June 27, 2021
Americas Tax Policy: This Week in Tax Policy News for June 25
This week (June 28-July 2)
Congress: The Senate is out of session for a two-week recess until July 12. The House is in session before a one-week recess the week of July 5.
Education: The House Ways & Means Oversight Subcommittee will hold a hearing on "Expanding Access to Higher Education and the Promise It Holds" on Tuesday, June 29 (2:00 p.m.)
Last week (June 21-25)
Infrastructure: President Biden and a bipartisan group including Senators Rob Portman (R-OH), Joe Manchin (D-WV), Mitt Romney (R-UT), and Kyrsten Sinema (D-AZ) announced a roughly $1 trillion infrastructure deal June 24 that would reauthorize the Surface Transportation Act that expires at the end of September and includes $579 billion in new spending over five years. While the plan omits most of the Administration's tax increase proposals, it calls for investment toward reducing the tax gap and reinstating Superfund fees for chemicals. Immediately, however, the agreement raised questions about the fate of the President's other physical infrastructure and income inequality proposals, and the tax increases the President has proposed to pay for those proposals. Upon emerging from the White House, both sides celebrated the agreement as a return to bipartisan deal-making, and Senator Susan Collins (R-ME) said the group agreed on "the price tag, the scope, and how to pay for it," which "was not easy." However, President Biden later said he agreed with House Speaker Nancy Pelosi (D-CA) that the infrastructure bill must move with a Democratic reconciliation bill expected to address issues like health care, caregiving, and climate change, and tax increases on corporations and high-income individuals aimed at paying for those changes. "If this is the only thing that comes to me, I'm not signing it. It's in tandem," he said. Assertively linking the two, as has been demanded by progressive Democrats wary of signing on to a modest roads & bridges bill, makes the outlook and timing for the proposals quite unclear. The Speaker said the House would not vote on an infrastructure bill until both that bill and a follow-on budget reconciliation bill are passed by the Senate: "There won't be an infrastructure bill unless we have a reconciliation bill, plain and simple." The President's qualifying support for the infrastructure bill with passage of a follow-on human infrastructure bill drew a rebuke from Senate Republican leader Mitch McConnell (R-KY), who said on the Senate floor, "Less than two hours after publicly commending our colleagues and endorsing the bipartisan agreement, the president took the extraordinary step of threatening to veto it." Details of the $579 billion in new spending are as follows:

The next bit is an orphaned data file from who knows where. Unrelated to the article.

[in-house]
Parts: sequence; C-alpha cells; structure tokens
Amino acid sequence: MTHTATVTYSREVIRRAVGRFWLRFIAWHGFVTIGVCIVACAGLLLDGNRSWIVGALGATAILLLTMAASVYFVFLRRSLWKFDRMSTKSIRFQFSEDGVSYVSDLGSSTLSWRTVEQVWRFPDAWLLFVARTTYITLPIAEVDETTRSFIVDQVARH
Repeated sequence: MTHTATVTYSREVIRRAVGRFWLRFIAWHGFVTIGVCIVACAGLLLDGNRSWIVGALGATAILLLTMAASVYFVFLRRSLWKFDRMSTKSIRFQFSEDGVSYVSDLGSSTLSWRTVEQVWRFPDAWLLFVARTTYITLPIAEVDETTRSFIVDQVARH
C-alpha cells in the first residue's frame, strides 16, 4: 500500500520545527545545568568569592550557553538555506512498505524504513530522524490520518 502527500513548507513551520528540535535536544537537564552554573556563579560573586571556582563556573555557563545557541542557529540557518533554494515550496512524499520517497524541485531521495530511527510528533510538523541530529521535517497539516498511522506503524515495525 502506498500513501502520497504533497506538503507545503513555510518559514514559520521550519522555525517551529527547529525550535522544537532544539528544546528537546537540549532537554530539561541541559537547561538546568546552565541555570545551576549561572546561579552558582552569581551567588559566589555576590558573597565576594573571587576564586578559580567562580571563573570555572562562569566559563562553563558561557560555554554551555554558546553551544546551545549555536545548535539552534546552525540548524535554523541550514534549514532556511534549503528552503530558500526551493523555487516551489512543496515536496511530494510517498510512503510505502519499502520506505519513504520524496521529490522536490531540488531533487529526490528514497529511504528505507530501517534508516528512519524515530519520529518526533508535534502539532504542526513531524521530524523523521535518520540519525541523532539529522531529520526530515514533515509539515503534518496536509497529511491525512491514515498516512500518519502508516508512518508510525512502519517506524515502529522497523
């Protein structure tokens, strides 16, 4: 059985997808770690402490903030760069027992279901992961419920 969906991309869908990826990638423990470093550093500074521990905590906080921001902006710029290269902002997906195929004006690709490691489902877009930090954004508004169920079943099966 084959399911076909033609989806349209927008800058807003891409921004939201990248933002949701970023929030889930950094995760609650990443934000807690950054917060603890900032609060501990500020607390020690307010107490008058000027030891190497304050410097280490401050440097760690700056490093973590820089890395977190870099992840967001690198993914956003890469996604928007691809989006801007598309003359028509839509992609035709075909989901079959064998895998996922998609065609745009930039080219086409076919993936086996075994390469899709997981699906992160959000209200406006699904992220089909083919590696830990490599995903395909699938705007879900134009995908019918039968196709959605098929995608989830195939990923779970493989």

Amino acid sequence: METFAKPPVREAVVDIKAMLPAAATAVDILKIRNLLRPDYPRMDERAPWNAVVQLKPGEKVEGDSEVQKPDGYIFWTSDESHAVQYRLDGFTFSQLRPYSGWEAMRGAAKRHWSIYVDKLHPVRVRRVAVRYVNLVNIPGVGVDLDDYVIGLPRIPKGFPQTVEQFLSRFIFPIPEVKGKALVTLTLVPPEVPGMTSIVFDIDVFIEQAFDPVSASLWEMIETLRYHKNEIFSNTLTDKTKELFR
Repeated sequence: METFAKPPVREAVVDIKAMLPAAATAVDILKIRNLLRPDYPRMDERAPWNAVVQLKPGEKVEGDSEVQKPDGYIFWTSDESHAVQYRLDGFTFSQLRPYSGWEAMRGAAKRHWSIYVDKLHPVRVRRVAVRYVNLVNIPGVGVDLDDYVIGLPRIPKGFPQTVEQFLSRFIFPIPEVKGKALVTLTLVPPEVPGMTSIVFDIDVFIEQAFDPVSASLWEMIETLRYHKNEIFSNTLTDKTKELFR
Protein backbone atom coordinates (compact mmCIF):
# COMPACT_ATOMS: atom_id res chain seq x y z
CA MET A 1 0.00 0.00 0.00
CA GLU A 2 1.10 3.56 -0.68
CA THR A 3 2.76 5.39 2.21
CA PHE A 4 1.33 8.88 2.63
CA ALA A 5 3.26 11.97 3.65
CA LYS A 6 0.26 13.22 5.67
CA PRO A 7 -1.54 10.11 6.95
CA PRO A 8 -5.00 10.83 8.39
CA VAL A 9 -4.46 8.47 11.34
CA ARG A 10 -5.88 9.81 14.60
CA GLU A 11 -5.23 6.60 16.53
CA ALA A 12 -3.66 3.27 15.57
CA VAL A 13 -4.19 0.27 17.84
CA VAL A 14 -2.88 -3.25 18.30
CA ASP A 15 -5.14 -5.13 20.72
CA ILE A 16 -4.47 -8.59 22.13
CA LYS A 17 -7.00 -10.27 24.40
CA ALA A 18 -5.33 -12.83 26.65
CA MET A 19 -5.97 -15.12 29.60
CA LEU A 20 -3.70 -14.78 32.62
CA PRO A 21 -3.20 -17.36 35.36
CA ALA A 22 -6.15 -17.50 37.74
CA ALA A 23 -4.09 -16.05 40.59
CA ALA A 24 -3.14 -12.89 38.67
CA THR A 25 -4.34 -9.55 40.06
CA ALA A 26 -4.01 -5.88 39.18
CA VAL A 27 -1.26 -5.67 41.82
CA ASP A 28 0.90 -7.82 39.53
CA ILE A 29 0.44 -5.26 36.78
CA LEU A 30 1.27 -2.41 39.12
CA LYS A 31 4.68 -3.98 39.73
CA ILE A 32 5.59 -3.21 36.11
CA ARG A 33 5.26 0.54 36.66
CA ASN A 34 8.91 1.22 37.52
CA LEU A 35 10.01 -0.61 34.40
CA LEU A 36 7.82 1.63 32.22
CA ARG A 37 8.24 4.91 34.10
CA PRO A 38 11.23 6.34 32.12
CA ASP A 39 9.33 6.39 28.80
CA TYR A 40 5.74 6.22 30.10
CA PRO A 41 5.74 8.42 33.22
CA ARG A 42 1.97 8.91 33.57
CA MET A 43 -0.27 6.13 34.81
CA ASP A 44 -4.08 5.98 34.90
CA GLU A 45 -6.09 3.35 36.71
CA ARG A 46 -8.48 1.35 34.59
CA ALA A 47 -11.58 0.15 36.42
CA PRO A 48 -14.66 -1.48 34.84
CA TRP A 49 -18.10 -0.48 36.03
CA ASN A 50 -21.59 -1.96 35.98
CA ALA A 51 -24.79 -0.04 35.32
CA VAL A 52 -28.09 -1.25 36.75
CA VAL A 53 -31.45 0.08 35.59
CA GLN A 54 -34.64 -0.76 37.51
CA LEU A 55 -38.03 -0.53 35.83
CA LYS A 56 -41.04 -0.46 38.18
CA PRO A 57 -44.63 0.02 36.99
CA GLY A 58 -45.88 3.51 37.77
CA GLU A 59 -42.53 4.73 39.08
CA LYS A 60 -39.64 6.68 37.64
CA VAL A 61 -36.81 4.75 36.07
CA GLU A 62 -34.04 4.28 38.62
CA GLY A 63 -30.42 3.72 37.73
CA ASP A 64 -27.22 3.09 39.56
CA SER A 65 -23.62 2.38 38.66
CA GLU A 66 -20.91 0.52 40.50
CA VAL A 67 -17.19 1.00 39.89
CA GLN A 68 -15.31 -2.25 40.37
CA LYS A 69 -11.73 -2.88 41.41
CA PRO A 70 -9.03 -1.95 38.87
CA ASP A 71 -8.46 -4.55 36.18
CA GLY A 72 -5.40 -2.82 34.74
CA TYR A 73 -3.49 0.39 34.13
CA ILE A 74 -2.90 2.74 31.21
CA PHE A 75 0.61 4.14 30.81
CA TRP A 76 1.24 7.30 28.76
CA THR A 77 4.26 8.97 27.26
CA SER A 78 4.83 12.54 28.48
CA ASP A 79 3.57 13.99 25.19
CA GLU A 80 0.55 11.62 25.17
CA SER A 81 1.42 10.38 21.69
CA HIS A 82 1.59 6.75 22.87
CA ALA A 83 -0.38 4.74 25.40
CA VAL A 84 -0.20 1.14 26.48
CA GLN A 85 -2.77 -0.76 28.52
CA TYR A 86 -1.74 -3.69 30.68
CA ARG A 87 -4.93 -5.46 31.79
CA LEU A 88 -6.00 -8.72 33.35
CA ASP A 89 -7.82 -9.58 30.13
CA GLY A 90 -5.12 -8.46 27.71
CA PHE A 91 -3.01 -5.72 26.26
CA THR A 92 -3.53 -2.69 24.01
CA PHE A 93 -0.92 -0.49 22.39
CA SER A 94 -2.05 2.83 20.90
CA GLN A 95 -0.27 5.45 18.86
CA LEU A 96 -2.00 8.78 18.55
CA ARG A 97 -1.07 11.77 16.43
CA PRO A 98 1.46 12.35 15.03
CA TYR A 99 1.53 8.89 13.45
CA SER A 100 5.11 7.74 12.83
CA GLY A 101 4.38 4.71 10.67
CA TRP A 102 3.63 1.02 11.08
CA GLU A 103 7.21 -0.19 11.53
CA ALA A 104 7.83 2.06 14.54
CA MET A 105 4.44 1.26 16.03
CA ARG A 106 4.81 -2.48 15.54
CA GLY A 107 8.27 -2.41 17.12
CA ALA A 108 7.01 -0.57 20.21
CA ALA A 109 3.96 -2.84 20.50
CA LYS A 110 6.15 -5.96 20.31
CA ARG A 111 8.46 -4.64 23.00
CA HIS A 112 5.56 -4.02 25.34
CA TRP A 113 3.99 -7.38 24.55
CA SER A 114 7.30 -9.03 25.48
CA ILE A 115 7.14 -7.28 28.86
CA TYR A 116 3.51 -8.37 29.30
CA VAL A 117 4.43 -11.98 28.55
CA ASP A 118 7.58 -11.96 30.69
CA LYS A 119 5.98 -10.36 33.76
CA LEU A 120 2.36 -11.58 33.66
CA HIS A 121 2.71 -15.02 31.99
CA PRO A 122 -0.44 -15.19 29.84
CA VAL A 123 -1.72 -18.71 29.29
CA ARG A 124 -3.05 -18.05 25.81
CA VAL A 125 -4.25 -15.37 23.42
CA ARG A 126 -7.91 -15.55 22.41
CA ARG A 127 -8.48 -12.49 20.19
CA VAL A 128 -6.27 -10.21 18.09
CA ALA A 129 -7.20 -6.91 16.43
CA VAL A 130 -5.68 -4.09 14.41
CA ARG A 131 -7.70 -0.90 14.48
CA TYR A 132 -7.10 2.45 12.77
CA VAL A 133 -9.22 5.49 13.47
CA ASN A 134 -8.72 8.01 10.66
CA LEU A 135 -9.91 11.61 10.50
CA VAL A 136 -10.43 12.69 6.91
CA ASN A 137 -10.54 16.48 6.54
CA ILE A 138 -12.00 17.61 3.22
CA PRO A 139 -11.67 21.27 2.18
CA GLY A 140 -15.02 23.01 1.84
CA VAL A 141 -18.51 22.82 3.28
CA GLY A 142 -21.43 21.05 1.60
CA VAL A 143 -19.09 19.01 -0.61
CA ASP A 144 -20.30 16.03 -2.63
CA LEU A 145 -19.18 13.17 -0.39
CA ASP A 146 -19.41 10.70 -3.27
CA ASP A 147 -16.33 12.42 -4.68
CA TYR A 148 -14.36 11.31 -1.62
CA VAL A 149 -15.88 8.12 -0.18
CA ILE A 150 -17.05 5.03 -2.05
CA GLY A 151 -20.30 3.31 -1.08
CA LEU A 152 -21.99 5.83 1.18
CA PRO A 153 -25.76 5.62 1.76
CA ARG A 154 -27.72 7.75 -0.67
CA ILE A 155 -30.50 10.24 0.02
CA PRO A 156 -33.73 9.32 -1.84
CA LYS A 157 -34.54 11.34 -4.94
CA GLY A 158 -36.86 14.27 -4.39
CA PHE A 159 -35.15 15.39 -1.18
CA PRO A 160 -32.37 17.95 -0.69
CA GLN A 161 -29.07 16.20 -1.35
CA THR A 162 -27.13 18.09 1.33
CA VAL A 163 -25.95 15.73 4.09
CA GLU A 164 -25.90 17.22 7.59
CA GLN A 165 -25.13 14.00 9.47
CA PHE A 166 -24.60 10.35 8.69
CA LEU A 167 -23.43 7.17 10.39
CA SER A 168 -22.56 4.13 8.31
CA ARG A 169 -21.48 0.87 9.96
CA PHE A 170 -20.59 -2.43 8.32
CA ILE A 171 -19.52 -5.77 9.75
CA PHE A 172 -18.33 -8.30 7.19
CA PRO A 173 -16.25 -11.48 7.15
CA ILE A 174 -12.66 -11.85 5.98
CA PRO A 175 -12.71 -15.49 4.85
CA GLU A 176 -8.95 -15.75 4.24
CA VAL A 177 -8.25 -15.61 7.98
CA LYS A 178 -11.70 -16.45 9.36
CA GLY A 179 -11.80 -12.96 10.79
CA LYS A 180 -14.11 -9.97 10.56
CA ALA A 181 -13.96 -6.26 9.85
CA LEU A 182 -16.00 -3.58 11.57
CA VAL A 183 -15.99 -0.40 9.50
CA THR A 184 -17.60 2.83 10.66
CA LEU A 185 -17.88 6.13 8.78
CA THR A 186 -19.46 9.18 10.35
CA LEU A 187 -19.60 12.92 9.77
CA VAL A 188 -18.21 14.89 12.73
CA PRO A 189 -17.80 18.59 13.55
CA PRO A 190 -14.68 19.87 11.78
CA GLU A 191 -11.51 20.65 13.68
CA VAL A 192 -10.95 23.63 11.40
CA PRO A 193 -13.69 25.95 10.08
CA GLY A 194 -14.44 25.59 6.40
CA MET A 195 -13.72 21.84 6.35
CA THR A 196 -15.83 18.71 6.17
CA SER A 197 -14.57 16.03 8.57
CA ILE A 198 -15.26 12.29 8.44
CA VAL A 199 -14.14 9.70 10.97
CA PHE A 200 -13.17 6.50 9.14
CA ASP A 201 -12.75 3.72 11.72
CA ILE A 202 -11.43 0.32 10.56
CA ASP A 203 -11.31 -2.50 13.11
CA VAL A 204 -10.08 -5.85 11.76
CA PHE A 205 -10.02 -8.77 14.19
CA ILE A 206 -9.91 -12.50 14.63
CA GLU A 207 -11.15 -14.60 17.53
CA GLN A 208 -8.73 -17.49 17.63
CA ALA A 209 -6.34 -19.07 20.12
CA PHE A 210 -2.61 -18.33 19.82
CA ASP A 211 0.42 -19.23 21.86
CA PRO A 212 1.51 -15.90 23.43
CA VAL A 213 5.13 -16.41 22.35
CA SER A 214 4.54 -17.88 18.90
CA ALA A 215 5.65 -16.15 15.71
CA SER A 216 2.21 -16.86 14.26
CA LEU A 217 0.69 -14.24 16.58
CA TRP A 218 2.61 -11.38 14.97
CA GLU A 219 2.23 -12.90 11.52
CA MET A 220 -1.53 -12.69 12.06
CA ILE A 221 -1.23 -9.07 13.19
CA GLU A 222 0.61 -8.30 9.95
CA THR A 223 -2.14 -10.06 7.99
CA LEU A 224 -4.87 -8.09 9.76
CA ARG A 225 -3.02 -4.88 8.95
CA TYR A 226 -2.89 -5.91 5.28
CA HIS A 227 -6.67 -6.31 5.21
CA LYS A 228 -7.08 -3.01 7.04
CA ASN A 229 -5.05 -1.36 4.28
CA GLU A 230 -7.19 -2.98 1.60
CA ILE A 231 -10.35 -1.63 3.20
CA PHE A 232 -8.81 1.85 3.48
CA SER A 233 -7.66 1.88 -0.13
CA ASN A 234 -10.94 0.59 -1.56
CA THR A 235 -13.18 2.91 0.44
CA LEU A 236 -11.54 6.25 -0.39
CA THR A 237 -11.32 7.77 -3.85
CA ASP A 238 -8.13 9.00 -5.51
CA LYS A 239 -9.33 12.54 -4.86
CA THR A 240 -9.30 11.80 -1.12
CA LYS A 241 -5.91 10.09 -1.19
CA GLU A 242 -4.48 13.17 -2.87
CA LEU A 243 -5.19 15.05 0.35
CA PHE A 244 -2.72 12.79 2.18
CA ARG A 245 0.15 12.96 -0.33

Republican concerns: The strength of the deal was in question June 25 as Republican senators in the bipartisan group, consistent with Senator McConnell's earlier statement, challenged the President's "in tandem" comments. Politico reported Senator Bill Cassidy (R-LA) as feeling "blindsided" by the comments, and Senator Portman as making clear "linking the two pieces of legislation was not part of their deal with the White House." Senator Jerry Moran (R-KS) was reported as demanding assurances from Senators Manchin and Sinema that they will oppose a follow-on reconciliation bill. The Wall Street Journal noted that White House Press Secretary Jen Psaki didn't reiterate the President's demand that both bills come to his desk at the same time. "He fully expects, hopes, plans to sign both into law and he will leave it to leaders in Congress to determine the timeline and the sequencing," she said during the June 25 press briefing. Republicans, she said, must "decide if they are going to vote against a historic investment in infrastructure that's going to rebuild roads and railways and bridges in their communities simply because they don't like the mechanics of the process. That's a pretty absurd argument for them to make; good luck on the political front on that argument."
Tax gap: Politico reported Senate Finance Committee member Mark Warner (D-VA) as saying the tax gap proposal would provide the IRS an additional $40 billion/10 years to produce roughly $100 billion in additional tax revenue from enforcement, and the plan does not include the Biden administration's proposal to require financial institutions to produce more information about money flowing through their customers' accounts.